RIGA, Latvia (AP) — U.S. Defense Secretary Lloyd Austin said Wednesday that the United States will conduct more military exercises with Baltic states such as Latvia and seek to provide more training, adding that the U.S. could, if needed, do so. Bring in more troops from the United States to intensify military exercises. The region is protected from any possible threat from Russia.
Austin told a news conference with Latvian Defense Minister Artis Pabriks that plans for an ongoing troop rotation in the Baltic could use troops from U.S. brigades in Romania and other parts of Europe, but “we Troops can also be moved from the U.S. state.”
Austin is the first U.S. defense secretary to visit Latvia in nearly 30 years, underscoring the growing importance of the Baltic state on Russia’s western fringe. They had witnessed Russia’s invasion of Ukraine and feared that they could be the next victims of Moscow’s aggression. The last defense secretary to travel to Latvia was William Perry in 1995, the Pentagon said.
Pabrix told reporters his priority was to gain more U.S. military supporters, adding that his troops needed “rigorous training” every day in order to defend his country. He added that Latvia also needs additional financial assistance from the United States to purchase new military equipment and to strengthen its air and coastal defenses.
During the two-day meeting in the Baltic capital just a few hours from the Russian border, Austin repeatedly reiterated the U.S. commitment to help the region defend itself. On Tuesday, he met with U.S. troops, including members of the Security Forces Assistance Brigade, which trains allied nations. He said on Wednesday that he wanted to continue using SFAB in the Baltic region.
Austin’s visit comes as Russia enters its sixth month of the war in Ukraine, where Russia continues to make slow but gradual progress but faces growing counterattacks by Ukrainian troops in Russian-occupied areas of southern Ukraine. Ukraine has also been working to stop Kremlin troops in the eastern industrial Donbass region.
Amid a potential escalation of fighting, a powerful explosion rocked a Russian air base in Crimea on Tuesday and sent a towering cloud of smoke over the area. The Russian Defense Ministry denied that the Saki base in the Black Sea had been shelled, saying instead that the ammunition exploded there. But Ukrainian social networks have been flooded with speculation that it was hit by a long-range missile fired by Ukraine.
Austin held a series of quick meetings at Riga Castle on Wednesday with senior Latvian leaders, including President Egils Levits, who pledged the United States’ firm commitment to stand with the Baltic region against any Russian efforts. aggression. The three Baltic states – Latvia, Lithuania and Estonia – are all former Soviet republics, occupied and annexed by Joseph Stalin during World War II. They gained independence after the collapse of the Soviet Union in 1991 and joined NATO in 2004, placing themselves under the military protection of the United States and its Western allies.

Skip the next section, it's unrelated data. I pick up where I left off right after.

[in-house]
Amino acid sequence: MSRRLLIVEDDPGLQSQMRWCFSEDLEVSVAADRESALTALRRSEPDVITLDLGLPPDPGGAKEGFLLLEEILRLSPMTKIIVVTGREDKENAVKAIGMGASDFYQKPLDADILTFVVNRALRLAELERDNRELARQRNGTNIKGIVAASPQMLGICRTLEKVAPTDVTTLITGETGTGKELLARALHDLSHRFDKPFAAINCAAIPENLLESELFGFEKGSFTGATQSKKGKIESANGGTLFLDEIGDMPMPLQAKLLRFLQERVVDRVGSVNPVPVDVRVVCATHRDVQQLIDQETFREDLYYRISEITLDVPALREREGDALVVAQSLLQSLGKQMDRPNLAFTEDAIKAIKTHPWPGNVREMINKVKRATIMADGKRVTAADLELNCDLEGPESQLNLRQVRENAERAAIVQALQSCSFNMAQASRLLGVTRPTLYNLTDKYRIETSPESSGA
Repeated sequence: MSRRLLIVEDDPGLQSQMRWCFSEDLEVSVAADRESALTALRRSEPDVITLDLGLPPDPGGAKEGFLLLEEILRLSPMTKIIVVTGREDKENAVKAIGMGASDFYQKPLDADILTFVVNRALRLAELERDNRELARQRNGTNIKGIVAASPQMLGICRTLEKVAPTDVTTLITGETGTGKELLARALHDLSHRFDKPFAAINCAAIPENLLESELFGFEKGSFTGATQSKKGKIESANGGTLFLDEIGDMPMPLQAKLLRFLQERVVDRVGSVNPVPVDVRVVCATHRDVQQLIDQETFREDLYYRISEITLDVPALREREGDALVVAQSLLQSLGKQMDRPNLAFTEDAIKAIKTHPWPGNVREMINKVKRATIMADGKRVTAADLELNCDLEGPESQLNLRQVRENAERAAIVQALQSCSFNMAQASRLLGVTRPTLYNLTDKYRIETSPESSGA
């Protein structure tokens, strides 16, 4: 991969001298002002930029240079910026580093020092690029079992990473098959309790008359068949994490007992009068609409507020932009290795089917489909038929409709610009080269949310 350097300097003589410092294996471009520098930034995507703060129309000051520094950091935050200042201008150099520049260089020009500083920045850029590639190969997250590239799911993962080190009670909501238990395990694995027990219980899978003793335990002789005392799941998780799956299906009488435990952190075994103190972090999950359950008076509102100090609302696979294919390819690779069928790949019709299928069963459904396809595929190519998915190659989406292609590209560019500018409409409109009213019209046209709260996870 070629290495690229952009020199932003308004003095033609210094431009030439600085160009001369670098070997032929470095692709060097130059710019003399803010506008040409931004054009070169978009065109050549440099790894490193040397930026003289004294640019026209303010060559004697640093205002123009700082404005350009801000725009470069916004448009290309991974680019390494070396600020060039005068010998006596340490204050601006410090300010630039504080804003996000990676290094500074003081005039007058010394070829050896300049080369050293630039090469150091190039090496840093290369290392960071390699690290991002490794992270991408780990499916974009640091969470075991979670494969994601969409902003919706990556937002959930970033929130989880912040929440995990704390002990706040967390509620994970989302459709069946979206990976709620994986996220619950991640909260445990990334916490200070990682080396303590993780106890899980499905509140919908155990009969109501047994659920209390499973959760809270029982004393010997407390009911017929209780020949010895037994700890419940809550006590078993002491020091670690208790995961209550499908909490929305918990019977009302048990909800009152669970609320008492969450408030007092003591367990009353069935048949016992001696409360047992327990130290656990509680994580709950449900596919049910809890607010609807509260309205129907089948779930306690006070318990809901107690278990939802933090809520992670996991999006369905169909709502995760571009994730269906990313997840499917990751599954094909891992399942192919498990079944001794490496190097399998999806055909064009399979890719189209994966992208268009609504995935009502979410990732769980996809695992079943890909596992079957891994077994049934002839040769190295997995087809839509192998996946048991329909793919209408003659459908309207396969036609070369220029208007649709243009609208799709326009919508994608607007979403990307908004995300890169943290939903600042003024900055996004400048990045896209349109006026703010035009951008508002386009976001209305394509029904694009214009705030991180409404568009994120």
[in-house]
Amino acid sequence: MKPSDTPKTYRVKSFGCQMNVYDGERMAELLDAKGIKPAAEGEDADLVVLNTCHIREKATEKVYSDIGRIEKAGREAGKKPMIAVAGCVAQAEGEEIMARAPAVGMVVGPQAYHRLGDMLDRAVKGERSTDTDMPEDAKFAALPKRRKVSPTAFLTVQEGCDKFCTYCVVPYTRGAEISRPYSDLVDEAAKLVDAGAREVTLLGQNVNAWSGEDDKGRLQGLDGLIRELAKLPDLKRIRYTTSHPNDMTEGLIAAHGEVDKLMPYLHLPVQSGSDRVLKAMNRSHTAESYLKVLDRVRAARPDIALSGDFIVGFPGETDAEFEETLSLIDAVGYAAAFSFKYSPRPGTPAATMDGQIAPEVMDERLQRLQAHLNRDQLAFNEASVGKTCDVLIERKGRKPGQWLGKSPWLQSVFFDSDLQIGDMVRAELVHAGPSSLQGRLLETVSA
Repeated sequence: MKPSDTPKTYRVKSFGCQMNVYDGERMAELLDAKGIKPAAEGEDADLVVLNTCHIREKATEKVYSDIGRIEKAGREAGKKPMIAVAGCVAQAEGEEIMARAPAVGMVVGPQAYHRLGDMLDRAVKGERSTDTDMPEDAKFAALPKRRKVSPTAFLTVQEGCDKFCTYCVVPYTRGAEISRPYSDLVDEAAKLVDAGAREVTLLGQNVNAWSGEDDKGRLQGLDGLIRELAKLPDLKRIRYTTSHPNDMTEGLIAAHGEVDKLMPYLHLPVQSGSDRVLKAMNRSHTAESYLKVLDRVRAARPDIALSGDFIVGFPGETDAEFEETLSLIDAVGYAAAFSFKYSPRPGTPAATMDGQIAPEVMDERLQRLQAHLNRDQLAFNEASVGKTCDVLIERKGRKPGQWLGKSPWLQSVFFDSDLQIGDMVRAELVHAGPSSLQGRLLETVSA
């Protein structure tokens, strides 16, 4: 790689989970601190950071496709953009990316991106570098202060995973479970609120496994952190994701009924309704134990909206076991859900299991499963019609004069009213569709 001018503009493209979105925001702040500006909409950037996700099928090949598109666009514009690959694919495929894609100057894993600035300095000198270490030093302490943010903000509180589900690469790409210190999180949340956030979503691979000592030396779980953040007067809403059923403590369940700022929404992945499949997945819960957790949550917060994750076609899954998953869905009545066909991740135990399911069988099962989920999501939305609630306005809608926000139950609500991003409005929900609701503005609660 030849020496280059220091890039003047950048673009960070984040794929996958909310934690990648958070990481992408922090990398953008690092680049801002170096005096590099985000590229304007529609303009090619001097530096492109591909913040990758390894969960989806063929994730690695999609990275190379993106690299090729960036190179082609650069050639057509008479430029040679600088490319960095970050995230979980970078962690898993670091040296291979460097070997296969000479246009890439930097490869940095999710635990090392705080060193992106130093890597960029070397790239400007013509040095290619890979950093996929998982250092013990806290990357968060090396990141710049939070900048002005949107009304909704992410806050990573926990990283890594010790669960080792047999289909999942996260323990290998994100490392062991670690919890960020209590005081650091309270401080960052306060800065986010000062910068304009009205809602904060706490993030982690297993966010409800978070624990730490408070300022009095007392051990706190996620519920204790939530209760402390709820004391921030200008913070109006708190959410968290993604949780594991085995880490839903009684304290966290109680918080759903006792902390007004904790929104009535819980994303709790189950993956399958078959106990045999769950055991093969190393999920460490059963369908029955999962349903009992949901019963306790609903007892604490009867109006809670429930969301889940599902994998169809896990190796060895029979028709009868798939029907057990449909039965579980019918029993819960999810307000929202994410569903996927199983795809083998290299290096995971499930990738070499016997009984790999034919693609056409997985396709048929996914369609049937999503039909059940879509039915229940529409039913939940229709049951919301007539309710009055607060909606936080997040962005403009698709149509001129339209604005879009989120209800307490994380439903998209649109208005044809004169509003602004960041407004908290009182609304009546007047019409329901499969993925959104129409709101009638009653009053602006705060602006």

“We will strengthen our rotational deployment in the region and increase training with our Baltic allies to further strengthen our operational credible posture in the region,” Austin said in a meeting with Latvian Prime Minister Artus Chris Janis. Cullins said at a council meeting. Ministers on Wednesday morning.
At a news conference, Pabriks admitted to worrying about threats from neighboring Belarus, an ally of Russia. He said he did not consider Belarus an independent country, but only a part of Russia. He said Latvia is constantly concerned about threats along the border and is keeping a close eye on it.
To appease NATO allies, step up training and exercises, and shift the focus of forces to NATO’s eastern flank, the United States has sent an additional 20,000 U.S. troops to Europe — a total of about 100,000. Of those, the United States now has about 500 troops in Latvia, up from 100 in the country last December.
In March, shortly after Russia invaded Ukraine, NATO began exploring how best to strengthen its eastern flank, from Estonia in the north through Latvia, Lithuania and Poland to Bulgaria and Romania in the Black Sea.
NATO Secretary-General Jens Stoltenberg said at the time: “On land, our new posture should include more troops in the eastern part of the alliance, at a higher readiness, with more advanced Deployed equipment and supplies.” “In the air, increasing Allied air power and enhancing integrated air and missile defenses.”
Austin first stopped at Lierward Air Force Base, where he and Pabriks met with U.S. and Latvian troops. Standing on a hanger with a Black Hawk helicopter in the background, Pabrix told Austin and the service bluntly, “If something happens at the border — we’re ready to die.”
Austin assured Pabrix and the military that “if anything happens and … Latvia’s sovereign territory is questioned or challenged, we will be here with our partners.”
NATO only started to station troops on its eastern flank after Russia annexed Ukraine’s Crimea peninsula in 2014. Until the end of last year, only about 5,000 soldiers were deployed in rotation between the Baltic states and Poland.
Now, NATO says, hundreds of thousands of troops are on high alert, the United States has 100,000 troops in Europe, and 40,000 troops under the direct command of NATO, supported by about 150 ships and a similar number of aircraft.
Austin’s visit also comes as Latvia moves to strengthen its own defenses, and the country’s president is considering a plan to revive the voluntary conscription of men and women. After a 15-year hiatus, the draft could be reintroduced next year.